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Keratoconus

Definition. What is keratoconus?

It is a progressive thinning and stretching of the cornea. Eventually it leads to bulging of the cornea.


Symptoms:

Keratoconus causes visual distortions like ghosting, glare and blurred vision. The patient’s vision becomes progressively worse as the disease progresses.


Who gets keratoconus:

It is an inherited eye disease.  Keratoconus is generally first diagnosed in young people at puberty.  It has a strong association with excessive eye rubbing and allergic conjunctivitis and myopia [short sighted eyes]

Keratoconus usually does not progress in people older than 50 years.


Diagnosis.

Patients complain of poor vision and distorted vision. See symptoms above. On examination they are often shortsighted and spectacles may not correct the visual clarity.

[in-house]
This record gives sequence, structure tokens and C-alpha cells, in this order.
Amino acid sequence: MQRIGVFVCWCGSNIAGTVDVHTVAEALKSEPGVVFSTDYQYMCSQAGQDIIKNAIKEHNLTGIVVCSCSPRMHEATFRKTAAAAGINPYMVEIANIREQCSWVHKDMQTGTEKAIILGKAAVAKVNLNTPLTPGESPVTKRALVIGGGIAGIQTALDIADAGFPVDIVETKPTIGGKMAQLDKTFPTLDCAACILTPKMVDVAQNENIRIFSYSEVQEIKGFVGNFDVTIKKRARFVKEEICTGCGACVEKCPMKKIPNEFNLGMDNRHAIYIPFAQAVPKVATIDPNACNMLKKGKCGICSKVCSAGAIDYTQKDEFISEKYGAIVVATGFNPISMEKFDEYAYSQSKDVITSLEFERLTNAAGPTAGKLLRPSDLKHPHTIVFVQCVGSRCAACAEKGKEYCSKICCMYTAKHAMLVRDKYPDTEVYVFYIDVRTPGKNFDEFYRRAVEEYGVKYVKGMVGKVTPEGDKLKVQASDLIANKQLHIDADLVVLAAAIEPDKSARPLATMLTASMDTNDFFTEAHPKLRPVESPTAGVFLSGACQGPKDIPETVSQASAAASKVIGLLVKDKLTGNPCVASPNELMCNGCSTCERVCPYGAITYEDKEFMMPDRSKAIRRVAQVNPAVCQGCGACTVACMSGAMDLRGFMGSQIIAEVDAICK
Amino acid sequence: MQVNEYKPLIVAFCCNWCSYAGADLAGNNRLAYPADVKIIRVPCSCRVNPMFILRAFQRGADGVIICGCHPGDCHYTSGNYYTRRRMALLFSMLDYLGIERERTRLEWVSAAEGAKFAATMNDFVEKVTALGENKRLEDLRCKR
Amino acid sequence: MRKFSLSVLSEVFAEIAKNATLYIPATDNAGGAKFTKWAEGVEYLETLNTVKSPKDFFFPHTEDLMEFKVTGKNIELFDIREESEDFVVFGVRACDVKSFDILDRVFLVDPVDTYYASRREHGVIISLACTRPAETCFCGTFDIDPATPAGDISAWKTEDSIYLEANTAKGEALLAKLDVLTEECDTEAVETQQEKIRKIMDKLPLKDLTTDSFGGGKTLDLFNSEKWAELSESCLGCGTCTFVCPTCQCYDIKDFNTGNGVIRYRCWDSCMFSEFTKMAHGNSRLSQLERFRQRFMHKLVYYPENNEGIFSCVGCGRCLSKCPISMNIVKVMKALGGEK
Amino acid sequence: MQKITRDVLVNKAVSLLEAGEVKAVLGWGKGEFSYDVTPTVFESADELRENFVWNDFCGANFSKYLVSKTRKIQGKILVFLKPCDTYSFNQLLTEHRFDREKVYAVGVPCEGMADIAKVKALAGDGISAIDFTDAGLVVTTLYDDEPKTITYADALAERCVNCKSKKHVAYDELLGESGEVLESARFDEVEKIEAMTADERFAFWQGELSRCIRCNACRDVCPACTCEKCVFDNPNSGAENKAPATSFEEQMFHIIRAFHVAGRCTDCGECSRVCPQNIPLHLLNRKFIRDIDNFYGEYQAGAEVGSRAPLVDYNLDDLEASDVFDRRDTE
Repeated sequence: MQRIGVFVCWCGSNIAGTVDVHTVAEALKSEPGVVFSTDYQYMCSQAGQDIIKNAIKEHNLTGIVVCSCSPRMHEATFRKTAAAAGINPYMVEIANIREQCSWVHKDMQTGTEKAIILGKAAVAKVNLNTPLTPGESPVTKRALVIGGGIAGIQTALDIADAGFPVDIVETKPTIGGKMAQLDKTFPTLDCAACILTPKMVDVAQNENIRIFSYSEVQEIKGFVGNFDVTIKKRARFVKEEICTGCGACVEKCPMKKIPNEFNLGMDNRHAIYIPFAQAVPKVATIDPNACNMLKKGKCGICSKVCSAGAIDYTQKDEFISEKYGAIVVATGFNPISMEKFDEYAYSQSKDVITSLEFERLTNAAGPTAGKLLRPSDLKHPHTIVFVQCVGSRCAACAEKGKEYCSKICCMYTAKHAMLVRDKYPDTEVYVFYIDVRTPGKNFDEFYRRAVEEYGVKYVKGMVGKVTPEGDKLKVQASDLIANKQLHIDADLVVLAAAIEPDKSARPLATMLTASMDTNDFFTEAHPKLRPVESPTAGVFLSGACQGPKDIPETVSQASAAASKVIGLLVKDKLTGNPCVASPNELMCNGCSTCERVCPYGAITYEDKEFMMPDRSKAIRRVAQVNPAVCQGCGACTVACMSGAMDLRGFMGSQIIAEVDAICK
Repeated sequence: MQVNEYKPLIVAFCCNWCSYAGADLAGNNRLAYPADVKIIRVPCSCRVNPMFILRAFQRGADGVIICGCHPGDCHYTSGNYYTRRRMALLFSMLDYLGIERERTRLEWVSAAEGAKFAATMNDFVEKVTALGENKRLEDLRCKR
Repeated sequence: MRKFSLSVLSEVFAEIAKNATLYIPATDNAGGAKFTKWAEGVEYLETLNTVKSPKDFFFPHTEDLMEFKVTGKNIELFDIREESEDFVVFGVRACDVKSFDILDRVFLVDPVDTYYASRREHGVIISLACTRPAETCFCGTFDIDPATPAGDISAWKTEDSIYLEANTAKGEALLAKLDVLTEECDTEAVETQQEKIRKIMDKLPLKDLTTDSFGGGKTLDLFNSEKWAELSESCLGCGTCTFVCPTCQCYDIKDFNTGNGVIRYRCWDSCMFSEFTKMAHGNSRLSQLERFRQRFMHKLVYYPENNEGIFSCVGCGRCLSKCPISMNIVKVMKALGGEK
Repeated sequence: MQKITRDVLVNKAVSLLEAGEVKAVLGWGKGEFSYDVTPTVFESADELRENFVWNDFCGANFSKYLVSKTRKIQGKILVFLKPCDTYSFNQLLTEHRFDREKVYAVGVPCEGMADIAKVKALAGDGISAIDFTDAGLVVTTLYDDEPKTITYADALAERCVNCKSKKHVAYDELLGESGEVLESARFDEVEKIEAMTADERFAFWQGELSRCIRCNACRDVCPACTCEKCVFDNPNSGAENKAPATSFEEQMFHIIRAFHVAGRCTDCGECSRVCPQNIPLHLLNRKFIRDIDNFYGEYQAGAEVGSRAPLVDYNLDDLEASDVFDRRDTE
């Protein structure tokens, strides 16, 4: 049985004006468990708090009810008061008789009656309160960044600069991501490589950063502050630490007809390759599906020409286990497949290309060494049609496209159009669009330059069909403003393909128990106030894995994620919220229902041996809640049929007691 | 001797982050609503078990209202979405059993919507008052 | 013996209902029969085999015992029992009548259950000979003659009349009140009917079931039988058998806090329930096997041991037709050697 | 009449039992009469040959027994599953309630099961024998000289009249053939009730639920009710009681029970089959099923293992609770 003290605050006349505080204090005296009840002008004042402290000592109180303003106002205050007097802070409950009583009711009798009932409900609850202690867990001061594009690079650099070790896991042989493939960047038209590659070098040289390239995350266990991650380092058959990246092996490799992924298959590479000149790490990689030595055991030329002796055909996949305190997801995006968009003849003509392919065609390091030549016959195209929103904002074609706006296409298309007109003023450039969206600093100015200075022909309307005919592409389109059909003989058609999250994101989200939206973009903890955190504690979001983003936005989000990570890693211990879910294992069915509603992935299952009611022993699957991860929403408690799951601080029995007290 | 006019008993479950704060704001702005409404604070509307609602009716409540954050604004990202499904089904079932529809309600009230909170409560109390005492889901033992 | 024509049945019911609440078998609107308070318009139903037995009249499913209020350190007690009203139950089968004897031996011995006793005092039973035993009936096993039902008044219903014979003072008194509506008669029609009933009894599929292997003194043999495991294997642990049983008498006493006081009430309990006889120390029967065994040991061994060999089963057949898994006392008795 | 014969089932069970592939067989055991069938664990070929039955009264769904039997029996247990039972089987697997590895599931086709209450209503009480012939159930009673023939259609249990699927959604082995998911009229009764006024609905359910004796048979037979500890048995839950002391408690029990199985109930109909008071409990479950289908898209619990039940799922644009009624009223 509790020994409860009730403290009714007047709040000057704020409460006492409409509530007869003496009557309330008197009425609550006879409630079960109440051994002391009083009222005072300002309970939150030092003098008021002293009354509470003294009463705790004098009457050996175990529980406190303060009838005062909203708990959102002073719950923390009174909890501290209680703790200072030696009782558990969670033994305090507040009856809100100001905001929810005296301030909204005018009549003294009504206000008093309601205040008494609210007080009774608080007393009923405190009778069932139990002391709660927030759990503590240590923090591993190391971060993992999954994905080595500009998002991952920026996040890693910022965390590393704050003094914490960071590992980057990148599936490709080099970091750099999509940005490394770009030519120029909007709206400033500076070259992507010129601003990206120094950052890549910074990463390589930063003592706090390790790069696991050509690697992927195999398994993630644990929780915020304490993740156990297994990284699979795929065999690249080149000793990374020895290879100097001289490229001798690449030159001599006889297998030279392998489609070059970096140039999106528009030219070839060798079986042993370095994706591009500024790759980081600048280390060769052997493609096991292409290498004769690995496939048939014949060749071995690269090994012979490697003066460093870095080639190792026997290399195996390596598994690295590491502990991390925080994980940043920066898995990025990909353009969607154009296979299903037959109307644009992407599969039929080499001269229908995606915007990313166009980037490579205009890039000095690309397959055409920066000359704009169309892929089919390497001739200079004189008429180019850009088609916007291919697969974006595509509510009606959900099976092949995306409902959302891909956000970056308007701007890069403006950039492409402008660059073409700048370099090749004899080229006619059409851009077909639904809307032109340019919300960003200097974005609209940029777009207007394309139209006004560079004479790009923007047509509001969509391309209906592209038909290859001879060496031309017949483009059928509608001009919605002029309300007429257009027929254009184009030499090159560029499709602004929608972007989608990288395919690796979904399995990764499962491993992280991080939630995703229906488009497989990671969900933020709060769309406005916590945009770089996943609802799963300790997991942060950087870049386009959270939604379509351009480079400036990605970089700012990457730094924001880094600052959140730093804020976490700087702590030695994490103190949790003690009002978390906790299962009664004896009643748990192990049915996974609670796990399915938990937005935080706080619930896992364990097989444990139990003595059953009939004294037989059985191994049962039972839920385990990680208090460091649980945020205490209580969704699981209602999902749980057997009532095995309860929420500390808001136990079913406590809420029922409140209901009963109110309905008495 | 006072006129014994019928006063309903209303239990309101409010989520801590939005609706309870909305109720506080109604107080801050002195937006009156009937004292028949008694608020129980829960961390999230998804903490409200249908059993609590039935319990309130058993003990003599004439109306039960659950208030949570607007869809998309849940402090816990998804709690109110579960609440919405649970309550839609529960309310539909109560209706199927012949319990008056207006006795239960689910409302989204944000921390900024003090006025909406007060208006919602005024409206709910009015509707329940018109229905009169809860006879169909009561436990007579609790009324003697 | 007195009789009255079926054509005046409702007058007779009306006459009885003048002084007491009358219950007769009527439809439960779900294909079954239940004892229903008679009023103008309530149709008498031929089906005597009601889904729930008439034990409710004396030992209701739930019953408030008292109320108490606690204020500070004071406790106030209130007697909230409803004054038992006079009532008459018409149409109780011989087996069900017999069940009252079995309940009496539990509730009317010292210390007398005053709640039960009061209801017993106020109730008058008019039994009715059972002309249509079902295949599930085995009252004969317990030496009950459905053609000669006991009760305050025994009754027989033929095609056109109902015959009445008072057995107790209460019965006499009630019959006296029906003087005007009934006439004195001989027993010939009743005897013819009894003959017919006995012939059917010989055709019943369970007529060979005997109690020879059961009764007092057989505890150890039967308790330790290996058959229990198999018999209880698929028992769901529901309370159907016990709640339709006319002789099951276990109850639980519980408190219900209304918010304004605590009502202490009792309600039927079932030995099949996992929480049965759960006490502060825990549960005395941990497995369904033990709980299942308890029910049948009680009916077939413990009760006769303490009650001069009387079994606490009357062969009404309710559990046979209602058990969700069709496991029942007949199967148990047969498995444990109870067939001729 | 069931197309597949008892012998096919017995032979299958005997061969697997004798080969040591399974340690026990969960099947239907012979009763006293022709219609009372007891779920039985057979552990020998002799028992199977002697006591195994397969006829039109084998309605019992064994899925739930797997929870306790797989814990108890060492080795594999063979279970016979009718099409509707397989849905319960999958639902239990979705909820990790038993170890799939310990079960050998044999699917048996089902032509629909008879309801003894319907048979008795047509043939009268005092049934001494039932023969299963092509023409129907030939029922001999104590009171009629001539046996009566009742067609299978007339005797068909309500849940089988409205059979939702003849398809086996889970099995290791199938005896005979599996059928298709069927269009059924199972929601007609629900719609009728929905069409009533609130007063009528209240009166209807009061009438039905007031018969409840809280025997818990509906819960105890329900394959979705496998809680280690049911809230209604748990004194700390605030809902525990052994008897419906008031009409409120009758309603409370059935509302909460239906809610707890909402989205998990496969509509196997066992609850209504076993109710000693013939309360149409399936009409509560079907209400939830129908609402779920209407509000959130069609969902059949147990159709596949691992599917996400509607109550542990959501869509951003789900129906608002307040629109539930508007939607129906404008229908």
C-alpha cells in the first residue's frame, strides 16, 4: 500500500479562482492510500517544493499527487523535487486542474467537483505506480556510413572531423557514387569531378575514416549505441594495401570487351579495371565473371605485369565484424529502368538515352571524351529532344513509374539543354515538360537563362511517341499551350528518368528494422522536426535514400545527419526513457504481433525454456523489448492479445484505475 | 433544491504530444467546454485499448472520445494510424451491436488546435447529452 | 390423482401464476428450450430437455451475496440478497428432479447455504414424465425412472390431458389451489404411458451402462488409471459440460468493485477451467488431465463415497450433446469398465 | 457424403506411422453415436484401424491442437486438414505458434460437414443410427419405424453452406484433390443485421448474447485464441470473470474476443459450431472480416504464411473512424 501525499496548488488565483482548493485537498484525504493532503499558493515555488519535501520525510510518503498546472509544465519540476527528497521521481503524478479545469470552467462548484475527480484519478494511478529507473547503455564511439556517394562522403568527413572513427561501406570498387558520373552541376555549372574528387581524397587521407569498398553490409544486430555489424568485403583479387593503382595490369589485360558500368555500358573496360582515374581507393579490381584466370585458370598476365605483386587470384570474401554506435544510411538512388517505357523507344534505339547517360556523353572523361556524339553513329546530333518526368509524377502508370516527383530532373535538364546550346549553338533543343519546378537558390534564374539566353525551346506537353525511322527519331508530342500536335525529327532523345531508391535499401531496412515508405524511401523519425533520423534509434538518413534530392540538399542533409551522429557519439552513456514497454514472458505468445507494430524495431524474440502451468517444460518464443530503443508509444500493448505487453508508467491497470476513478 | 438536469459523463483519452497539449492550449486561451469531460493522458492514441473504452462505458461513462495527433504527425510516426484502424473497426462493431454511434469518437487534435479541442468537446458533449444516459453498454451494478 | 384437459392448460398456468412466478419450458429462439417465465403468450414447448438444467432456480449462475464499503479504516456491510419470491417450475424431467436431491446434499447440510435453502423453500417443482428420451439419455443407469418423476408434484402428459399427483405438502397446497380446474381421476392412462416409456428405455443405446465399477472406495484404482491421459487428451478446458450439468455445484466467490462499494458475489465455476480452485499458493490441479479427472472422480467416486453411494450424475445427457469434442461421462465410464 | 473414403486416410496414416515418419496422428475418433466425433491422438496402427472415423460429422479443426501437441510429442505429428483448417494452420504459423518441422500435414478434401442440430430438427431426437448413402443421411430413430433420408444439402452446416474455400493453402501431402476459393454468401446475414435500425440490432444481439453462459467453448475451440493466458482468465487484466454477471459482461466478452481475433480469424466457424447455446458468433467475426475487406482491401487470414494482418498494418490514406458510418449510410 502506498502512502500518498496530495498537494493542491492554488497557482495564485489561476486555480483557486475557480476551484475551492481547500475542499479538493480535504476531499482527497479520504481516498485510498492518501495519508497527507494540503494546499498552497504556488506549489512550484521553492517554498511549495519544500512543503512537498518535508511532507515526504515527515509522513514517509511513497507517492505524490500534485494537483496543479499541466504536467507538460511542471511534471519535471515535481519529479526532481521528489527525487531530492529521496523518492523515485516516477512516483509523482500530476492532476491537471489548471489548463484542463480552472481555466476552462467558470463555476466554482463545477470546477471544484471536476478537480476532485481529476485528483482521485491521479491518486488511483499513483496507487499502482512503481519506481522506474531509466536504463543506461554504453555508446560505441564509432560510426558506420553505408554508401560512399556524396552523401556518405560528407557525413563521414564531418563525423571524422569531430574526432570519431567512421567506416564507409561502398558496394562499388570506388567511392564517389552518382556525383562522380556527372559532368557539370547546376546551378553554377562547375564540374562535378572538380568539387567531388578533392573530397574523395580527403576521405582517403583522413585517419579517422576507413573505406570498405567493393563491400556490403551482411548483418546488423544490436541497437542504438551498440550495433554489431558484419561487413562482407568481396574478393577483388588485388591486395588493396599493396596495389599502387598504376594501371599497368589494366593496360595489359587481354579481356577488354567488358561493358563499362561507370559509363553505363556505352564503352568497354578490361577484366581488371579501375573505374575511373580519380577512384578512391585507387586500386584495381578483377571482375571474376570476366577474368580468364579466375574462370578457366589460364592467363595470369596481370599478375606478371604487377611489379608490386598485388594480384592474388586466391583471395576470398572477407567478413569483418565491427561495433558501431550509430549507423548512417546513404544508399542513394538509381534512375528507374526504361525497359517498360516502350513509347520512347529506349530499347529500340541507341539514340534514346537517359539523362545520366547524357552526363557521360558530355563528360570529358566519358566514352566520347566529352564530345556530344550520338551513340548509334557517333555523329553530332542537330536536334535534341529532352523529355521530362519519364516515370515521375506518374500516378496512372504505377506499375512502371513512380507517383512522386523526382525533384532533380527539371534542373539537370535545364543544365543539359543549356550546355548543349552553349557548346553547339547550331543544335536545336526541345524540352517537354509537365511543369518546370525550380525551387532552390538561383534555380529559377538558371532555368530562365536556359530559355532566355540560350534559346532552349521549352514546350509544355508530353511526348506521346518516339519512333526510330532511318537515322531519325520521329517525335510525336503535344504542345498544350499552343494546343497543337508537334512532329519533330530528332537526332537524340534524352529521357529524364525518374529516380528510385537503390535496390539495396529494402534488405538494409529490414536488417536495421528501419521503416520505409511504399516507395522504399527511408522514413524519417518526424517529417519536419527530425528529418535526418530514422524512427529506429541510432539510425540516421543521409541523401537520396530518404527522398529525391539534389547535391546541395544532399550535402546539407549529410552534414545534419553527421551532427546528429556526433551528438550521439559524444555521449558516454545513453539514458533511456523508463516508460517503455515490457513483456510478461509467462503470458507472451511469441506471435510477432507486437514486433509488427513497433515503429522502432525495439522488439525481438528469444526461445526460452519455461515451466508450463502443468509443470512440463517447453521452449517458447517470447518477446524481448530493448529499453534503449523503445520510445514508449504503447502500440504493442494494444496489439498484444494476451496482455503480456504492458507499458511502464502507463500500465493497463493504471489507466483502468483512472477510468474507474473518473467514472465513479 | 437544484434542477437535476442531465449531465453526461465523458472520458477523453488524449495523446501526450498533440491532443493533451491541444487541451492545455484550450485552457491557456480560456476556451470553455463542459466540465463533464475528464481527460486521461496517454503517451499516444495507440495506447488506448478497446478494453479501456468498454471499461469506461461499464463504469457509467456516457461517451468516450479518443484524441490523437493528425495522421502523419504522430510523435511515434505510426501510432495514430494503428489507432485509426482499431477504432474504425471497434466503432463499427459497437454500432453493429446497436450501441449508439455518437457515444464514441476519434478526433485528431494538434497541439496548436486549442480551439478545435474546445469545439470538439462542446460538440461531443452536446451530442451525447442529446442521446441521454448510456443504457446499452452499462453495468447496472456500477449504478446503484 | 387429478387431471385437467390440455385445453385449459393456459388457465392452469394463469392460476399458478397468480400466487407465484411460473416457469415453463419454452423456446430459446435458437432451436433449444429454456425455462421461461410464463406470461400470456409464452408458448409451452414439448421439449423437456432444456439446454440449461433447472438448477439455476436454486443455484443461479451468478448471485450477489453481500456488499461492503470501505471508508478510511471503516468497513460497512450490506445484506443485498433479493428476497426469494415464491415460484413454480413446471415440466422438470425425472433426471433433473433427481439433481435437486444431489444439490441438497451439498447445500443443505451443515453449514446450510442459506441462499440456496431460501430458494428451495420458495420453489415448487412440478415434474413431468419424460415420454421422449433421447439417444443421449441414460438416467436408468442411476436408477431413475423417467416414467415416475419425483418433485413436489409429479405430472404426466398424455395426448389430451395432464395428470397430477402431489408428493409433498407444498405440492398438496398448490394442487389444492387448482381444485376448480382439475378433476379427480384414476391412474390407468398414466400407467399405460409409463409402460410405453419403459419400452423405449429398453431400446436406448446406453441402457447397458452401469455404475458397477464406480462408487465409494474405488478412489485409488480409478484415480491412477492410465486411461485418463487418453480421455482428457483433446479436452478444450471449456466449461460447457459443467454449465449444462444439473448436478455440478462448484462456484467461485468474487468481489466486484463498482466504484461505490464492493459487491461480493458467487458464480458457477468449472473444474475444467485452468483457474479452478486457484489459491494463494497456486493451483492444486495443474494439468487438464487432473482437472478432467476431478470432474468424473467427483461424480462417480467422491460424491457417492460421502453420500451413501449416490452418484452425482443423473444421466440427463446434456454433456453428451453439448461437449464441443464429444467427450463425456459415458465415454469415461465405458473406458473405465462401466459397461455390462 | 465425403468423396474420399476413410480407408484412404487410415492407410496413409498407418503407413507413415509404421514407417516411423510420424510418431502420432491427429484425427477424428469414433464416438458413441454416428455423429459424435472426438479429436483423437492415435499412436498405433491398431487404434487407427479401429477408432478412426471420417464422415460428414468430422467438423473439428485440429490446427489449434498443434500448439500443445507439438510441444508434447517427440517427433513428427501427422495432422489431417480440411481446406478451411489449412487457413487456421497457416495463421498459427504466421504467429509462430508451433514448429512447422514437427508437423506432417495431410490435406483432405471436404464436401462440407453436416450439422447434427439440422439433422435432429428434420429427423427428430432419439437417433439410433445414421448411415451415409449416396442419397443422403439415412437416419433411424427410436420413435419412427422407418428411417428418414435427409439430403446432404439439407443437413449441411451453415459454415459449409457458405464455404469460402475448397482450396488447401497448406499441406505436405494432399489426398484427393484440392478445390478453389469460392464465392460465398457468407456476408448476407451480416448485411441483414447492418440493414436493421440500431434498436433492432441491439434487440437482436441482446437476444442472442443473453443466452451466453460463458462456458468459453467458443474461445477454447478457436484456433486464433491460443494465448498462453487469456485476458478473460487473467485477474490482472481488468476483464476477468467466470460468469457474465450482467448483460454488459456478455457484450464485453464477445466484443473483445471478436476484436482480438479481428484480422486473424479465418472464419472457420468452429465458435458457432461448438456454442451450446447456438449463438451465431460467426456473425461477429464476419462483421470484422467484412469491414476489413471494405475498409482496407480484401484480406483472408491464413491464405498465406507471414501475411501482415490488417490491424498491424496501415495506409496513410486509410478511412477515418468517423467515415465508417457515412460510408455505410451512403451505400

The diagnosis is confirmed with topography.

Advanced keratoconus may cause obvious bulging of the cornea [Munson’s sign] but by the the diagnosis should have been made.

Neglected keratoconus may progress to hydrops of the cornea. [Severe swelling and opacification]


Treatment:

1.     Early stage keratoconus causes astigmatism that can be corrected by

a.)  Spectacles
b) Contact lenses.

2.     Corneal cross Linking:  This is a surgical procedure where an ultraviolet light and Vitamin B2 is used to increase corneal rigidity and halt the progression of keratoconus.

3.     Intracorneal ring segments.

4.     Patients with severe keratoconus may need a corneal transplant due to scarring of the cornea.  The corneal transplant is a procedure where the keratoconic cornea is replaced with a healthy donor cornea. Two techniques are used

a)  Full thickness corneal transplant. PKP. Penetrating KeratoPlasty.
b)  Partial thickness corneal transplant. DALK = Deep Anterior Lamellar Keratectomy          

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